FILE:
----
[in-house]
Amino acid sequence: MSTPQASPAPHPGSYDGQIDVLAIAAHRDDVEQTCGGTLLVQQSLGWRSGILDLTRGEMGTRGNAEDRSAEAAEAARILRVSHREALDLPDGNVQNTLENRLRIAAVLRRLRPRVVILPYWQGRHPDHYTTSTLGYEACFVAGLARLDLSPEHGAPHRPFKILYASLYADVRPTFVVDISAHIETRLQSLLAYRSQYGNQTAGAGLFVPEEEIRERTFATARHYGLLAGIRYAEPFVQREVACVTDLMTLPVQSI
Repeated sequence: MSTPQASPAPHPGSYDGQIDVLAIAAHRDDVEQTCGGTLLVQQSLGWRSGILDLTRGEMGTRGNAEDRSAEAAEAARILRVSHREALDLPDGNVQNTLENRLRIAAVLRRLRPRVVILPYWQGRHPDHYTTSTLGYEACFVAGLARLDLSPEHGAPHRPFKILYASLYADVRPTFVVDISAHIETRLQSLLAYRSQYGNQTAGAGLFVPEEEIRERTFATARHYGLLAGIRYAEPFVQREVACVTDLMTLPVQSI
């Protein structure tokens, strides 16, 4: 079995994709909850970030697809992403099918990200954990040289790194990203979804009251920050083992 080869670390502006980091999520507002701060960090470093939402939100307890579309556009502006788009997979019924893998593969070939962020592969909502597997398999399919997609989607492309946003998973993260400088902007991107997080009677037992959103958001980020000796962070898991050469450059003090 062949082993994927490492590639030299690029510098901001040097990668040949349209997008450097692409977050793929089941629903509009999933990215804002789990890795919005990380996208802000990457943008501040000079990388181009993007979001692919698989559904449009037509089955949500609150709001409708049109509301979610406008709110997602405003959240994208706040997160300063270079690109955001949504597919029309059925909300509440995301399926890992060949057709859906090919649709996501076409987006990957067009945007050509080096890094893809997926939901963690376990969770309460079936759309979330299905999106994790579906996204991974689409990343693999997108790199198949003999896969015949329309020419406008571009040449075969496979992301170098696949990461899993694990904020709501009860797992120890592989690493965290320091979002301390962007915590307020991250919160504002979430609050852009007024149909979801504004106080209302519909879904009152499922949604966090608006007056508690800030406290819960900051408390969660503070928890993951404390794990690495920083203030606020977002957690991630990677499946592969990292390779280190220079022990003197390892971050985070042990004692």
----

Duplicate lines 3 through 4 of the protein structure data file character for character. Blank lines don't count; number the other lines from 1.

Repeated sequence: MSTPQASPAPHPGSYDGQIDVLAIAAHRDDVEQTCGGTLLVQQSLGWRSGILDLTRGEMGTRGNAEDRSAEAAEAARILRVSHREALDLPDGNVQNTLENRLRIAAVLRRLRPRVVILPYWQGRHPDHYTTSTLGYEACFVAGLARLDLSPEHGAPHRPFKILYASLYADVRPTFVVDISAHIETRLQSLLAYRSQYGNQTAGAGLFVPEEEIRERTFATARHYGLLAGIRYAEPFVQREVACVTDLMTLPVQSI
């Protein structure tokens, strides 16, 4: 079995994709909850970030697809992403099918990200954990040289790194990203979804009251920050083992 080869670390502006980091999520507002701060960090470093939402939100307890579309556009502006788009997979019924893998593969070939962020592969909502597997398999399919997609989607492309946003998973993260400088902007991107997080009677037992959103958001980020000796962070898991050469450059003090 062949082993994927490492590639030299690029510098901001040097990668040949349209997008450097692409977050793929089941629903509009999933990215804002789990890795919005990380996208802000990457943008501040000079990388181009993007979001692919698989559904449009037509089955949500609150709001409708049109509301979610406008709110997602405003959240994208706040997160300063270079690109955001949504597919029309059925909300509440995301399926890992060949057709859906090919649709996501076409987006990957067009945007050509080096890094893809997926939901963690376990969770309460079936759309979330299905999106994790579906996204991974689409990343693999997108790199198949003999896969015949329309020419406008571009040449075969496979992301170098696949990461899993694990904020709501009860797992120890592989690493965290320091979002301390962007915590307020991250919160504002979430609050852009007024149909979801504004106080209302519909879904009152499922949604966090608006007056508690800030406290819960900051408390969660503070928890993951404390794990690495920083203030606020977002957690991630990677499946592969990292390779280190220079022990003197390892971050985070042990004692």